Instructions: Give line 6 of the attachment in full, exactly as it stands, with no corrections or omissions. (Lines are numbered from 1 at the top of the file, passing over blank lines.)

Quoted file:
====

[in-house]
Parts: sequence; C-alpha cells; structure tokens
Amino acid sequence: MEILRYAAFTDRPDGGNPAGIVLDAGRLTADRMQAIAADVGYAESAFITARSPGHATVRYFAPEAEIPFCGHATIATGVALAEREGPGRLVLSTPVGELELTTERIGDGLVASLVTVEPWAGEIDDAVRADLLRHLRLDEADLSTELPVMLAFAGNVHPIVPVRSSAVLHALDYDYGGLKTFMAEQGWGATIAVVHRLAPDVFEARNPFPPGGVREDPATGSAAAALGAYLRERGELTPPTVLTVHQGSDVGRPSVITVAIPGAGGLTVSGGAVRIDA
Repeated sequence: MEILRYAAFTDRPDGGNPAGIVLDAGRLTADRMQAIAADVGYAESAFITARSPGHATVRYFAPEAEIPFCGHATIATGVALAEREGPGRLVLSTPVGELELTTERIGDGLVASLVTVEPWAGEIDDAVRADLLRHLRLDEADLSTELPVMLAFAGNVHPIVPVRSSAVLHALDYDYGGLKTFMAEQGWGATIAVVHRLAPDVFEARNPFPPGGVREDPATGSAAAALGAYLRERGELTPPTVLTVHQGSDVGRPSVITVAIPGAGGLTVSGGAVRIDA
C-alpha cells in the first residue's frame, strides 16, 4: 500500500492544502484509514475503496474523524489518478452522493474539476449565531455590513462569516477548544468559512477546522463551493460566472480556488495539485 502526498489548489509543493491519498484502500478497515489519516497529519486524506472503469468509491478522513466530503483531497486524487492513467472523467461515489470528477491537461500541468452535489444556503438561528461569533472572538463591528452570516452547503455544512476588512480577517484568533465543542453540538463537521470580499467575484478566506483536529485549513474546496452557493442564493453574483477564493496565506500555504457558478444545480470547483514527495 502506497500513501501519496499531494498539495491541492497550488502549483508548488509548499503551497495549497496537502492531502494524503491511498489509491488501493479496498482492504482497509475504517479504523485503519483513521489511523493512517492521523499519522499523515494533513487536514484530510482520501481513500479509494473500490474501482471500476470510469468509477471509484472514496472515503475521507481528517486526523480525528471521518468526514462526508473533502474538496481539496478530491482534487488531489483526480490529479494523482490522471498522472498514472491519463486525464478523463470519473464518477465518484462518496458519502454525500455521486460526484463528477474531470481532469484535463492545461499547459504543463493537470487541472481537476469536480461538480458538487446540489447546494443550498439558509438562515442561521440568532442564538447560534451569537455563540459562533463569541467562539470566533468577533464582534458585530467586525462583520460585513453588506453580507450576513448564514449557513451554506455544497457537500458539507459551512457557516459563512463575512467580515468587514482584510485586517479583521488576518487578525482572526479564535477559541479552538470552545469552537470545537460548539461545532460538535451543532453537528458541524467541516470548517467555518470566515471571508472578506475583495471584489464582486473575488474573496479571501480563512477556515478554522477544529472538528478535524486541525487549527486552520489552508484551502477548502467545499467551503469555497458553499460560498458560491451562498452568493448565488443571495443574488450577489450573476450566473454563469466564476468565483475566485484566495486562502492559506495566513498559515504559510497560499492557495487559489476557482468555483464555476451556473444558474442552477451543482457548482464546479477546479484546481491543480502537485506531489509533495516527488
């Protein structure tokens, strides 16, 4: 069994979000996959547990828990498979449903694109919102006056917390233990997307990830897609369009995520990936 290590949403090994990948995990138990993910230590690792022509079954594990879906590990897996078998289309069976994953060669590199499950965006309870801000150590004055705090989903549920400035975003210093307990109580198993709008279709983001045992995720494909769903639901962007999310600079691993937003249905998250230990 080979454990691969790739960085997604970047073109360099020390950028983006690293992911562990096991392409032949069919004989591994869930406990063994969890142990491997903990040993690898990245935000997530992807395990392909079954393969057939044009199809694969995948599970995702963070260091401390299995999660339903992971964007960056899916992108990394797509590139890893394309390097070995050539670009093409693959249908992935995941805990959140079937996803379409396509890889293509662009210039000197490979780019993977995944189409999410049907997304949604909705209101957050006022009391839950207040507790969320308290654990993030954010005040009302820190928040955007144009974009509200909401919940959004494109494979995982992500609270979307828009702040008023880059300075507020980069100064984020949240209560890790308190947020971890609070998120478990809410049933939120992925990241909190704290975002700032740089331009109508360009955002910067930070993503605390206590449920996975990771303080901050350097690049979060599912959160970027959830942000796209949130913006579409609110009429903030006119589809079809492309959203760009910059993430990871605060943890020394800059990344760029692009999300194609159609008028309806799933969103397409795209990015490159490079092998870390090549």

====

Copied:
């Protein structure tokens, strides 16, 4: 069994979000996959547990828990498979449903694109919102006056917390233990997307990830897609369009995520990936 290590949403090994990948995990138990993910230590690792022509079954594990879906590990897996078998289309069976994953060669590199499950965006309870801000150590004055705090989903549920400035975003210093307990109580198993709008279709983001045992995720494909769903639901962007999310600079691993937003249905998250230990 080979454990691969790739960085997604970047073109360099020390950028983006690293992911562990096991392409032949069919004989591994869930406990063994969890142990491997903990040993690898990245935000997530992807395990392909079954393969057939044009199809694969995948599970995702963070260091401390299995999660339903992971964007960056899916992108990394797509590139890893394309390097070995050539670009093409693959249908992935995941805990959140079937996803379409396509890889293509662009210039000197490979780019993977995944189409999410049907997304949604909705209101957050006022009391839950207040507790969320308290654990993030954010005040009302820190928040955007144009974009509200909401919940959004494109494979995982992500609270979307828009702040008023880059300075507020980069100064984020949240209560890790308190947020971890609070998120478990809410049933939120992925990241909190704290975002700032740089331009109508360009955002910067930070993503605390206590449920996975990771303080901050350097690049979060599912959160970027959830942000796209949130913006579409609110009429903030006119589809079809492309959203760009910059993430990871605060943890020394800059990344760029692009999300194609159609008028309806799933969103397409795209990015490159490079092998870390090549």